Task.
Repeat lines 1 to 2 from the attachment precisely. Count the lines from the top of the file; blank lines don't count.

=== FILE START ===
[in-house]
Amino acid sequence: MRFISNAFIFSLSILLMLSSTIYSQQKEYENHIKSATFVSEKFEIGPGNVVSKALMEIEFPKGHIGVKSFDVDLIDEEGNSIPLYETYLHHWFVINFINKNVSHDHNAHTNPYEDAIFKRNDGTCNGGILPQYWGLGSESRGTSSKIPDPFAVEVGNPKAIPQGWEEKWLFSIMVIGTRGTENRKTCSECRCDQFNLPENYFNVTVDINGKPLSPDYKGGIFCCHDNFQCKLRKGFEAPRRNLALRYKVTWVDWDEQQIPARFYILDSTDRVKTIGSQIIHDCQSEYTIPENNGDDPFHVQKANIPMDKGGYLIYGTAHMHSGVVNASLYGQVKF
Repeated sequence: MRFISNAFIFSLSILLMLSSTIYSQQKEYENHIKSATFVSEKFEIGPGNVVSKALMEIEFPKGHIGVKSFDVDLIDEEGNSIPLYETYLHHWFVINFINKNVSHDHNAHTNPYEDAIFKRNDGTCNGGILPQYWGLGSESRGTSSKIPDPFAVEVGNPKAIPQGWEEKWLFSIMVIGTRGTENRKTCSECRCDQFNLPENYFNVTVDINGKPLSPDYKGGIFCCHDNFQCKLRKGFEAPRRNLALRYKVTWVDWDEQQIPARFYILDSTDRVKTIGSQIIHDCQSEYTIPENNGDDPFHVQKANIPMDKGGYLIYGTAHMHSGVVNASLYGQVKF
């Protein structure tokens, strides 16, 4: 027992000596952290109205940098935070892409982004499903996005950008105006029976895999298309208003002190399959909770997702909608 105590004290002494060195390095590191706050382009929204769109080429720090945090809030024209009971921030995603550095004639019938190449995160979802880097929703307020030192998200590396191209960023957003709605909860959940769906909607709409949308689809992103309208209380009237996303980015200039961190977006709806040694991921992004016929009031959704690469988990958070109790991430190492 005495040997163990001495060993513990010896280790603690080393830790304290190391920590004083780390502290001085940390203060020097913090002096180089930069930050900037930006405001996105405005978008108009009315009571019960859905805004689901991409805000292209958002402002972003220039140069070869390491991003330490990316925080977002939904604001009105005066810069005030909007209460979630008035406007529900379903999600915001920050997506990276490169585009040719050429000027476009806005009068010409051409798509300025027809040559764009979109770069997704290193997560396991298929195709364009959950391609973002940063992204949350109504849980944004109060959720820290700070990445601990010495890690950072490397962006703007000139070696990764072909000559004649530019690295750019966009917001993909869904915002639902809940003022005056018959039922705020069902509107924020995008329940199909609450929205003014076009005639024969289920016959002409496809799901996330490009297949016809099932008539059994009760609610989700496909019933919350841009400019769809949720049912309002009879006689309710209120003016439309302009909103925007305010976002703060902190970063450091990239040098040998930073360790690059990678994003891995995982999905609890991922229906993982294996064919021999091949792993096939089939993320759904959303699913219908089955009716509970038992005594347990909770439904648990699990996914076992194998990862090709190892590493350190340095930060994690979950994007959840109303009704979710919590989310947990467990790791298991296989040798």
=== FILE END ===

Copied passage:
[in-house]
Amino acid sequence: MRFISNAFIFSLSILLMLSSTIYSQQKEYENHIKSATFVSEKFEIGPGNVVSKALMEIEFPKGHIGVKSFDVDLIDEEGNSIPLYETYLHHWFVINFINKNVSHDHNAHTNPYEDAIFKRNDGTCNGGILPQYWGLGSESRGTSSKIPDPFAVEVGNPKAIPQGWEEKWLFSIMVIGTRGTENRKTCSECRCDQFNLPENYFNVTVDINGKPLSPDYKGGIFCCHDNFQCKLRKGFEAPRRNLALRYKVTWVDWDEQQIPARFYILDSTDRVKTIGSQIIHDCQSEYTIPENNGDDPFHVQKANIPMDKGGYLIYGTAHMHSGVVNASLYGQVKF